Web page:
Sue suggested that explaining and suggesting the use of “Reliably Repeatedly and Safely” on the ESA50 form more often would be very helpful and Mr Hoban appeared to agree that this would be a helpful change. He particularly agreed that there is a need for more guidance to help people complete their forms in a way that would ensure they give the information needed to make decisions. He told a story of one of his own constituents who had filled in the form particularly badly. He said he thought he could have done a better job himself after just 5 minutes with the constituent and that it was clear much more guidance could be included to help with the process. They committed to looking again at what could be done with some urgency. 

We asked about universal audio recording of assessments and urged that this was the only way to truly know that assessments had been conducted fairly and accurately. Mr Hoban was not entirely convinced that this was the case and cited examples of HMRC losing audio files, which had created even more suspicion. He didn’t rule it out however, and did say that letters would be amended to say that the option was available to all claimants.

We asked about the Evidence Based Review (EBR) and trials of new descriptors for Mental Health and Fluctuating conditions. It was clear from the civil servants that this was taking longer than they had originally envisioned. It had proved harder than anticipated to develop robust descriptors that claimants could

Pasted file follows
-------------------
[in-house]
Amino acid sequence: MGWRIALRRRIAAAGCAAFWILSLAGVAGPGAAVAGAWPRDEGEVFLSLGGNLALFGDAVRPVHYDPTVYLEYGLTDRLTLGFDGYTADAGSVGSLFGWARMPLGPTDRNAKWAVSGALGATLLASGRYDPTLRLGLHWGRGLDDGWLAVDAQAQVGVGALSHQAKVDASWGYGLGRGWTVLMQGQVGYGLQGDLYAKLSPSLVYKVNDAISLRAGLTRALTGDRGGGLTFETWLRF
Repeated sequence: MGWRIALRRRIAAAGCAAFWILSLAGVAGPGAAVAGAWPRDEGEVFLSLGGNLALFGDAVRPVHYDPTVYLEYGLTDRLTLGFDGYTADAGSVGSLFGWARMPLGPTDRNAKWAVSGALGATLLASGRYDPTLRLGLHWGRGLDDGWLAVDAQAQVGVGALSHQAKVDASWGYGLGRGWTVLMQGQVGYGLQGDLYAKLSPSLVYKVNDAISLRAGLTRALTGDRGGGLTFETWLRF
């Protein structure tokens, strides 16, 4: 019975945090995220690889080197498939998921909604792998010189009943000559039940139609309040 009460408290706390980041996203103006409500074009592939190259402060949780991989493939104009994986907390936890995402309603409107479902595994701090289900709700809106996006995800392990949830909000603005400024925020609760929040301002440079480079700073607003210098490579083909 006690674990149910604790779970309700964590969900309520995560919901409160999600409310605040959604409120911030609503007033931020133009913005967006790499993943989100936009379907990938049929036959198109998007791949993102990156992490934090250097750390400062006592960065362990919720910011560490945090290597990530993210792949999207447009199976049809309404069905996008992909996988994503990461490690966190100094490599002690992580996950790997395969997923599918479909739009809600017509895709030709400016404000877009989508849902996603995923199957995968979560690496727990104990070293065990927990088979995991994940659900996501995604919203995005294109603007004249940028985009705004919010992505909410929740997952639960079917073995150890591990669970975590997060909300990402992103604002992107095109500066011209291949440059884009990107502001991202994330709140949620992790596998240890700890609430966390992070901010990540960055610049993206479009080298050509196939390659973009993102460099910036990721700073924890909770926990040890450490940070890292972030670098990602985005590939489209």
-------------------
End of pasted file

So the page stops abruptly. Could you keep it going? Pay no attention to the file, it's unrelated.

be compared against and which could be tested; some of the original submissions had been too vague to be of practical use. They did agree that so far it is clear that lessons can be learned from this alternative assessment. Sue asked what would happen if the new descriptors were more generous to claimants and would cost more to implement. Would they say it was just too expensive or would the Treasury veto any changes? Mr Hoban confirmed that they would do what was right. There was no financial limit on how generous a new set of descriptors might be and these will be based on evidence not cost. He cited examples of more people going into the Support Group and how that had cost over a billion pounds extra in the first year, but that it had been accepted financially. 

Mr Hoban was particularly concerned by how long it was taking to assess people. He said that he was concerned about what is right even when improvements are difficult to implement and is keen to learn what works and doesn’t work so that the process can be improved. He wants to see a test that is robust, is the right test and has credibility. If changes are identified that would improve the system, then the DWP accepts that. He said that the EBR is a good example of that, as it has proved harder to run than
originally anticipated but the DWP will use the evidence from the EBR to improve ESA. There are no financial limits from the Treasury, and no consideration of cost will be used to decide which descriptors are the best to use.